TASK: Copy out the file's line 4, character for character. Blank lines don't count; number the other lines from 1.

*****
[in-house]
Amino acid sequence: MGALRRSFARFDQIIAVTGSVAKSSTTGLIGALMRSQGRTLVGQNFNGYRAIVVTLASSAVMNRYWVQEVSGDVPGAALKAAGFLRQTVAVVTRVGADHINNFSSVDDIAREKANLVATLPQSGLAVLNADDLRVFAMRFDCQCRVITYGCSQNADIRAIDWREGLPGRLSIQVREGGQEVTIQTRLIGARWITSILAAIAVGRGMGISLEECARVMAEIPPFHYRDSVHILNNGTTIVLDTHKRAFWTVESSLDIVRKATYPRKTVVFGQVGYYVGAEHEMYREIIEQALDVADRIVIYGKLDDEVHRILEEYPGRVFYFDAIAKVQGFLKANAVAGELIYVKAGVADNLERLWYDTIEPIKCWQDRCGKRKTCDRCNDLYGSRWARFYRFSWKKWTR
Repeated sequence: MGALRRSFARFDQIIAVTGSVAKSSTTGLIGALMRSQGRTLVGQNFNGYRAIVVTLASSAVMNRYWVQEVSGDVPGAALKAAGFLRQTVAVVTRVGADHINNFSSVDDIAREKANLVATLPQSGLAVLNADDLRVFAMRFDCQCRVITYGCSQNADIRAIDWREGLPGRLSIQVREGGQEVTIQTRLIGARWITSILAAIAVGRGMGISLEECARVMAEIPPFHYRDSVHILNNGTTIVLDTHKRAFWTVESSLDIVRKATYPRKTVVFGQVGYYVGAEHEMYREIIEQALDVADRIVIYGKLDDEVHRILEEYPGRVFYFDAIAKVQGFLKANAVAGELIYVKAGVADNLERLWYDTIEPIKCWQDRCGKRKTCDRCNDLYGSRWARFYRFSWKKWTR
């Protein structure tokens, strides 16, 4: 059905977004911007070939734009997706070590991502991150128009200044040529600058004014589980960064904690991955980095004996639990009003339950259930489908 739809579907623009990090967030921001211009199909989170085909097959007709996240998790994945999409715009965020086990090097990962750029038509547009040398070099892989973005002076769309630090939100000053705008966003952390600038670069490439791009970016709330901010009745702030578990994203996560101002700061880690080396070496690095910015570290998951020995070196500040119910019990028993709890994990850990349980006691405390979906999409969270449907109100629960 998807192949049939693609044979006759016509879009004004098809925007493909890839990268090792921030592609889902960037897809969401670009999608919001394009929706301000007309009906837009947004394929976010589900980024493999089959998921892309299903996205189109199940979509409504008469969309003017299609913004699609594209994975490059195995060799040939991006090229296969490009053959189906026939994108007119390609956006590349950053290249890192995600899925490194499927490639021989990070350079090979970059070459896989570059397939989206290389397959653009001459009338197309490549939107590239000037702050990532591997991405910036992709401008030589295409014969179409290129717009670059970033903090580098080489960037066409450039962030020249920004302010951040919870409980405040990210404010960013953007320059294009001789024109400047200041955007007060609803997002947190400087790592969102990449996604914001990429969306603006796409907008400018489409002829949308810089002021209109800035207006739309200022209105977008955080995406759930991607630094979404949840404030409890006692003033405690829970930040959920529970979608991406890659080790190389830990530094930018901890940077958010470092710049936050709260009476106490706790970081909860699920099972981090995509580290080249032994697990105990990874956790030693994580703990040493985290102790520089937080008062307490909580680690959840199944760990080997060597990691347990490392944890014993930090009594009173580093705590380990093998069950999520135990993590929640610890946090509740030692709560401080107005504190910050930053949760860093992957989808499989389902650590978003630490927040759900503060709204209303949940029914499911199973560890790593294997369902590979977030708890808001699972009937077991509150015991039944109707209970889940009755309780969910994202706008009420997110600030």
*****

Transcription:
């Protein structure tokens, strides 16, 4: 059905977004911007070939734009997706070590991502991150128009200044040529600058004014589980960064904690991955980095004996639990009003339950259930489908 739809579907623009990090967030921001211009199909989170085909097959007709996240998790994945999409715009965020086990090097990962750029038509547009040398070099892989973005002076769309630090939100000053705008966003952390600038670069490439791009970016709330901010009745702030578990994203996560101002700061880690080396070496690095910015570290998951020995070196500040119910019990028993709890994990850990349980006691405390979906999409969270449907109100629960 998807192949049939693609044979006759016509879009004004098809925007493909890839990268090792921030592609889902960037897809969401670009999608919001394009929706301000007309009906837009947004394929976010589900980024493999089959998921892309299903996205189109199940979509409504008469969309003017299609913004699609594209994975490059195995060799040939991006090229296969490009053959189906026939994108007119390609956006590349950053290249890192995600899925490194499927490639021989990070350079090979970059070459896989570059397939989206290389397959653009001459009338197309490549939107590239000037702050990532591997991405910036992709401008030589295409014969179409290129717009670059970033903090580098080489960037066409450039962030020249920004302010951040919870409980405040990210404010960013953007320059294009001789024109400047200041955007007060609803997002947190400087790592969102990449996604914001990429969306603006796409907008400018489409002829949308810089002021209109800035207006739309200022209105977008955080995406759930991607630094979404949840404030409890006692003033405690829970930040959920529970979608991406890659080790190389830990530094930018901890940077958010470092710049936050709260009476106490706790970081909860699920099972981090995509580290080249032994697990105990990874956790030693994580703990040493985290102790520089937080008062307490909580680690959840199944760990080997060597990691347990490392944890014993930090009594009173580093705590380990093998069950999520135990993590929640610890946090509740030692709560401080107005504190910050930053949760860093992957989808499989389902650590978003630490927040759900503060709204209303949940029914499911199973560890790593294997369902590979977030708890808001699972009937077991509150015991039944109707209970889940009755309780969910994202706008009420997110600030």